Risk factors for developing hypoxic respiratory failure in COPD
Received 24 April 2017
Accepted for publication 30 May 2017
Published 20 July 2017 Volume 2017:12 Pages 2095—2100
Checked for plagiarism Yes
Review by Single-blind
Peer reviewer comments 2
Editor who approved publication: Dr Richard Russell
Josefin Sundh,1 Magnus Ekström2
1Department of Respiratory Medicine, School of Medical Sciences, Örebro University, Örebro, 2Department of Clinical Sciences, Division of Respiratory Medicine and Allergology, Lund University, Lund, Sweden
Background: Hypoxemia is associated with worse outcomes in COPD. The aim of the study was to investigate the prevalence, incidence, and risk factors of hypoxic respiratory failure (HRF) in COPD.
Patients and methods: This was a longitudinal analysis of data from the Swedish National Register of COPD. HRF was defined as resting saturation ≤88% or long-term oxygen therapy. Risk factors for developing HRF were analyzed using multiple logistic regression and receiver operating characteristic curve analysis.
Results: A total of 3,061 patients were included; mean forced expiratory volume in 1 second was 1.47 L; mean age was 70 years; and 54% were females. Median follow-up time was 1.8 years (interquartile range 1.3–2.4 years). HRF was present in 43 (1.4%) patients at baseline and 74 (2.4%) patients at follow-up. Among patients without HRF at baseline, 49 (1.6%) developed HRF during follow-up. The risk was highest for patients in Global initiative for Chronic Obstructive Lung Disease (GOLD) 2017 stage IV or groups C or D at baseline. Developing HRF was independently predicted by lower forced expiratory volume in 1 second and lower COPD Assessment Test score, with a c-statistic of 0.84 (95% CI, 0.70–0.91). When the multivariable model used the GOLD 2017 variables stages I–IV and the dichotomized variables frequent exacerbations and COPD Assessment Test ≥10; the c-statistic increased slightly to 0.86 (95% CI, 0.80–0.92; P<0.0001).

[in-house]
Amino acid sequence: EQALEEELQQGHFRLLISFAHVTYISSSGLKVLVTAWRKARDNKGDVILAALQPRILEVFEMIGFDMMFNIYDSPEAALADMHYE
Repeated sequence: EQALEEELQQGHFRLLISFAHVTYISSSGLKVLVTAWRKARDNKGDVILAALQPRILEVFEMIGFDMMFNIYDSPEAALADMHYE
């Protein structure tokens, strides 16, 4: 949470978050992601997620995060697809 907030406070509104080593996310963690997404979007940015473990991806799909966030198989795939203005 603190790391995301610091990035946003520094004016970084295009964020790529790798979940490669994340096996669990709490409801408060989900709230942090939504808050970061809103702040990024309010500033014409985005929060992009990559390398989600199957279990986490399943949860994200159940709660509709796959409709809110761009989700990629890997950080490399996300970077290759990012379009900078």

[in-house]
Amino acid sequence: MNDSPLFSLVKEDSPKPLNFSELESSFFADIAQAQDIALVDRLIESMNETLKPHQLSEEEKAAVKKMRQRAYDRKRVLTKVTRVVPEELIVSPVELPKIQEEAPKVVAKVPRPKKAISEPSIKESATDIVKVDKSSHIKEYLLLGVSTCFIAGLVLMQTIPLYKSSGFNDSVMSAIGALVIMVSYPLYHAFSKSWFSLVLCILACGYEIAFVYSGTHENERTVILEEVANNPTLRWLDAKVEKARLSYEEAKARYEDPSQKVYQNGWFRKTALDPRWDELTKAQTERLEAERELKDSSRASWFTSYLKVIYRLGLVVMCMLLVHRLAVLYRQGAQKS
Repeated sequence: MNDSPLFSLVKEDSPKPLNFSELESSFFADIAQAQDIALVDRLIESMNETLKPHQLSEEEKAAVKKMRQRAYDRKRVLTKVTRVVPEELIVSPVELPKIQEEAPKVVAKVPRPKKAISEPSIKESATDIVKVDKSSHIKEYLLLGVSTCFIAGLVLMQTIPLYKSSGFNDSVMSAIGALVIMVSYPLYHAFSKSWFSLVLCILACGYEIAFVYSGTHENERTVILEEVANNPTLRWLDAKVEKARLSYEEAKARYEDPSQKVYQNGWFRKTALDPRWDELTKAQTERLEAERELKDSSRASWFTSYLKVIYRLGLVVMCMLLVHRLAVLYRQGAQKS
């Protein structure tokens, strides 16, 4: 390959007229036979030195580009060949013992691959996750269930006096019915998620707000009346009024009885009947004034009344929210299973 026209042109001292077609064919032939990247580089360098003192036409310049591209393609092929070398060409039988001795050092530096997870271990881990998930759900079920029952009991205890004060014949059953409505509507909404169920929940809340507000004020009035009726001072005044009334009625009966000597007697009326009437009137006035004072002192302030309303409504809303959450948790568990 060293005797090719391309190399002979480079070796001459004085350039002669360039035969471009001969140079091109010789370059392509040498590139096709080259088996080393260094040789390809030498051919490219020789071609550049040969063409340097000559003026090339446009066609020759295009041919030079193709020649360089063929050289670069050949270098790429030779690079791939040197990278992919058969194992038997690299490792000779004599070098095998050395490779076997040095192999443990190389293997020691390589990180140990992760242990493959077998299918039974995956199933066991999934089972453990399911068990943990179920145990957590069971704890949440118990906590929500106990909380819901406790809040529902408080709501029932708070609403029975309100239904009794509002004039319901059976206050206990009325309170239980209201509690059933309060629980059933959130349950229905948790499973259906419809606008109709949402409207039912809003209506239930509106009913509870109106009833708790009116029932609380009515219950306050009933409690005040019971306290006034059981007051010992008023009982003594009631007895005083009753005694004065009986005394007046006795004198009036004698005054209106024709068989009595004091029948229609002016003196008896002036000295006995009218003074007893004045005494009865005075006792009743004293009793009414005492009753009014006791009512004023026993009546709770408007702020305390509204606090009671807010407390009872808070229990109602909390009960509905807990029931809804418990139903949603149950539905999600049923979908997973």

Conclusion: In patients with COPD, the prevalence and incidence of HRF was low and was predicted well by more severe air flow limitation and worse health status. The risk is highest in patients with GOLD stage IV and GOLD groups C or D.
Keywords: COPD, hypoxic respiratory failure, longitudinal analysis, risk factors, GOLD 2017 assessment tool, hypoxemia, lung function, health status
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